This is not all that SAX does, in fact, it covers all of these problems:

  1. Can this data set reach its maximum physical size *before* running out of physical extents? (The actual size is dependent on the “geometry” of the object of course!)
  2. Will this dataset run out of datasets? (Again, how many datasets an object can actually have is dependent on the “geometry” of the object)
  3. Is this partition nearing its maximum size?
  4. Do I have a SEQUENCE/IDENTITY problem coming up?
  5. Did Db2 ask for one extent but got more back?
  6. Are any of my SMS disk storage pools running out of space?

New in SAX – SEQUENCE Support

Number four on that list is brand new. We have a customer who got bitten by a nasty problem. They had a SEQUENCE defined with the NO CYCLE parameter so it could not loop around and then finally they hit the last available number. Not good! They asked if SAX could be modified to also take care of this hidden nasty and we readily agreed so that all customers can benefit. The parameters panel got this set of new Parameters:
 Space and sequence problems in DB2 z/OS; degenerated extent
As mentioned in the screen shot above from our online help panel, it will check the SYSSEQUENCES every PING minutes which, by default, is 30. When the WARN SUPP INTVL is set, you can reduce the number of warnings issued so as not to overload your problem ticket System!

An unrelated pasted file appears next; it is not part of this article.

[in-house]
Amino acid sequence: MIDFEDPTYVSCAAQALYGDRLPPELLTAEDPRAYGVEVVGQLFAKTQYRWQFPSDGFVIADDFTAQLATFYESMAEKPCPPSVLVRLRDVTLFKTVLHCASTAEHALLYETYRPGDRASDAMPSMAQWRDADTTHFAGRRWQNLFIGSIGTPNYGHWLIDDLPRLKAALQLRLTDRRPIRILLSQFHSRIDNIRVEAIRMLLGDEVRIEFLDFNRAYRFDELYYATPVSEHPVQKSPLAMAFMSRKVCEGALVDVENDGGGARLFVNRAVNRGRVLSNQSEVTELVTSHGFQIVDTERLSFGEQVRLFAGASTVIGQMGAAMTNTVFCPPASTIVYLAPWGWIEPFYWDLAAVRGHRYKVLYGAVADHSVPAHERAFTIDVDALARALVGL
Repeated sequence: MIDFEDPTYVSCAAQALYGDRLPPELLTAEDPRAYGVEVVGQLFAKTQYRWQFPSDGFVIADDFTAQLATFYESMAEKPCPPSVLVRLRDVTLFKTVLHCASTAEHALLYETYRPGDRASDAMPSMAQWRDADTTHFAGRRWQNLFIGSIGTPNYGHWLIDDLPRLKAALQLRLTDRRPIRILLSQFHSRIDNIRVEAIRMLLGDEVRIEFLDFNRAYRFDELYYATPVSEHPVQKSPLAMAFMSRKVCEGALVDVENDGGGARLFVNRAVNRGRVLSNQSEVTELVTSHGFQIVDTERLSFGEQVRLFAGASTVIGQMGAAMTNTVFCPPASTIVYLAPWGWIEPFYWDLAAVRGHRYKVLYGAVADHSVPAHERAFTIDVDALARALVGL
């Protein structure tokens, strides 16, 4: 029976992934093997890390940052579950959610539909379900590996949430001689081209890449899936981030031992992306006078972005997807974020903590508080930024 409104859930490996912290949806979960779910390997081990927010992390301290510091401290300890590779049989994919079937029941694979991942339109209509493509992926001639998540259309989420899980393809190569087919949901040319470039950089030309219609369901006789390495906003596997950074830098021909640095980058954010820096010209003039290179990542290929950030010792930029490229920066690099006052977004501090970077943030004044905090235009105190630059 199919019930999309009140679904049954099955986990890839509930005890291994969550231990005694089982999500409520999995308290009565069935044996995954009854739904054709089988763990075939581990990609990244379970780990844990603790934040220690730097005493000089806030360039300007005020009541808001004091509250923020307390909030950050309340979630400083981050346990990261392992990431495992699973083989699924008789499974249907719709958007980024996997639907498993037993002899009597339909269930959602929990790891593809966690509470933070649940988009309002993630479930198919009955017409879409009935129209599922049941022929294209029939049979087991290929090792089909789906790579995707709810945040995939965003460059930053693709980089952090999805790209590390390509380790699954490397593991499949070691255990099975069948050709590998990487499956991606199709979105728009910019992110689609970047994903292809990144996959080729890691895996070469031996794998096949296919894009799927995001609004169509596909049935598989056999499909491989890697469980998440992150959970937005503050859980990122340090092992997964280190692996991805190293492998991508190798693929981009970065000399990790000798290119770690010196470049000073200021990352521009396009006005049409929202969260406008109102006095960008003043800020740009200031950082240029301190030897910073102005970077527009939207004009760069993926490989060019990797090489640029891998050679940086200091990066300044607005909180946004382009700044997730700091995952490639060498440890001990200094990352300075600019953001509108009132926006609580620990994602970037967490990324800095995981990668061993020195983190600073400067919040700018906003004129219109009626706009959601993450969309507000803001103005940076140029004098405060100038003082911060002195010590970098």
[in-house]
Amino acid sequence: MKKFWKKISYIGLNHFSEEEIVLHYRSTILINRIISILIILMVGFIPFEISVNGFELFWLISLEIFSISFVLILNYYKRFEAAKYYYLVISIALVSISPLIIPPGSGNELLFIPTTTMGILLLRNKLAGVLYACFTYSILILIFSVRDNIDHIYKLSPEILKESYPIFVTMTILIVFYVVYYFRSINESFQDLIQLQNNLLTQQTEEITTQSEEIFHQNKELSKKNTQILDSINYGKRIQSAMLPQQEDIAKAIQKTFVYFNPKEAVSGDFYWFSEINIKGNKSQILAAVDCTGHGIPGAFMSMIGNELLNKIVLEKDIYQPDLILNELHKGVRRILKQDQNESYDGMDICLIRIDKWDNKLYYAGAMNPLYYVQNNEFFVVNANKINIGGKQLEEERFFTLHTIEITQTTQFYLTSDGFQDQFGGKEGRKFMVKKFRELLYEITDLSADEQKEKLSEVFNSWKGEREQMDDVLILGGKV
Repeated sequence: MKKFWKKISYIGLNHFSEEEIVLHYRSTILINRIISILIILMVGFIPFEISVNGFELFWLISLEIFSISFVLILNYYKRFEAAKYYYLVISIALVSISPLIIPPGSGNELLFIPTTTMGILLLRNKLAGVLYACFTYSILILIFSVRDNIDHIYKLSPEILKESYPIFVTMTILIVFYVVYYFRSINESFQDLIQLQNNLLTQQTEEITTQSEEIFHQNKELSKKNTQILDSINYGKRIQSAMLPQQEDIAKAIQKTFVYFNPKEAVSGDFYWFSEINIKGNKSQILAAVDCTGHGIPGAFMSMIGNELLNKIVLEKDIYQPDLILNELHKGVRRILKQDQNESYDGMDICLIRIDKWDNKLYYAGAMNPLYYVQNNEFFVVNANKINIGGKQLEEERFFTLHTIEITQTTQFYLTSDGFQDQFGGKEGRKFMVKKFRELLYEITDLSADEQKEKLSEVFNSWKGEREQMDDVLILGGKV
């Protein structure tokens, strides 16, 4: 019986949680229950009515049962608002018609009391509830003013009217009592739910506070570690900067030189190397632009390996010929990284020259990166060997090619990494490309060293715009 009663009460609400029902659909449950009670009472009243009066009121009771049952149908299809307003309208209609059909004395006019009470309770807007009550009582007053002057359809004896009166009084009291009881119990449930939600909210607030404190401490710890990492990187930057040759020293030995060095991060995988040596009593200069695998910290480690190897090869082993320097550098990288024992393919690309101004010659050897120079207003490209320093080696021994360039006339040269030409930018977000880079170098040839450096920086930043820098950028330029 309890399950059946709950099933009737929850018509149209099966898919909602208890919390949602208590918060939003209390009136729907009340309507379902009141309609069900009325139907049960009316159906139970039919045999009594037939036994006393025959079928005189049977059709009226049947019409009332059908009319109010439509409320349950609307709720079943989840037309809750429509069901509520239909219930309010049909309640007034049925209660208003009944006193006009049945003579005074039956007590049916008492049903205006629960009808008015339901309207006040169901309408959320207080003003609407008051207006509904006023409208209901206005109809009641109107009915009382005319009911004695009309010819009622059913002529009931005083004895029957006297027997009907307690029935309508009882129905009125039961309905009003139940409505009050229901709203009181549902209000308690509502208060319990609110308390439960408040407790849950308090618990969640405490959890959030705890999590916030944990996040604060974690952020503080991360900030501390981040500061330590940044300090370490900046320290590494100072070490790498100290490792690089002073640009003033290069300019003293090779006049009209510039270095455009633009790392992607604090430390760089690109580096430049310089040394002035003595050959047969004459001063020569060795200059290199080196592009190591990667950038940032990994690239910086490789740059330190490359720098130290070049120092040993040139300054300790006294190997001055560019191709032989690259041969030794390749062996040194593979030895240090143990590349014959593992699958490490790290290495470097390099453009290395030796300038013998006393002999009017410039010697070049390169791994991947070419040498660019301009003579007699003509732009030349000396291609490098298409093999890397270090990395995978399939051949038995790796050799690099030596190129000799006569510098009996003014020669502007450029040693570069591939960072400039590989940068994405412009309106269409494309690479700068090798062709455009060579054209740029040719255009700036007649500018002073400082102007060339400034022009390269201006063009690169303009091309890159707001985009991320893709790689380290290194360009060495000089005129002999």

Degenerated Extent support

There is another WTO that can be issued by degenerated extents (Number five in the list)

O2RTSU04 – 10W (Audit SECQTY)

These occur when Db2 requests one extent but gets back, say, five. This is ok, but it eats through the number of extents quite quickly and it implies the need for a disk defragmentation to be scheduled.

Let’s talk about Extents

While talking about extents, what I have also seen, is that the number of extents is sometimes getting very large indeed. At one customer site they had numerous datasets with over 4,000 extents! Now we all know that no-one knows where data is really stored on the modern disk sub-systems, but still… I would schedule a reorg at say 1,000 extents. The number of extents changed a *long* time ago in z/OS 1.7 to raise it from 255 to 7,257, spread over 59 volumes, *but* still limited to 123 extents per volume. This little nugget of information is *very* important if you are thinking of going down the “one huge EAV volume for all my data” road, (these disks can have up to 262,668 cylinders or about 223GB), as the extents per volume limit is still there.

In comparison, the good old MOD-3s had 3,339 cylinders and 3GB of space.

SMS Storage Group Checks

Finally, SAX can also check and alert if your SMS storage groups start getting full. This is especially handy for your Db2 Catalog, Copy Pools and Work Pool SMS Storage groups. Depending on the thresholds you define you can get either




WTOs being issued. Not really normal DBA work, but very handy nevertheless!

The Future?

SAX will continue to be updated and enhanced for the new features and functionality that Db2 brings in future releases. For example: Relative Page Numbers in Db2 12, where all partitions can get their own DSSIZE with seven byte RIDs.

Of course, you could do all of this on your own too—but then you’d have to maintain it! And that’s enough of me being a sales guy. Back to what I really love the most: solving Db2 problems.

As usual any questions or comments are welcome,

TTFN Roy Boxwell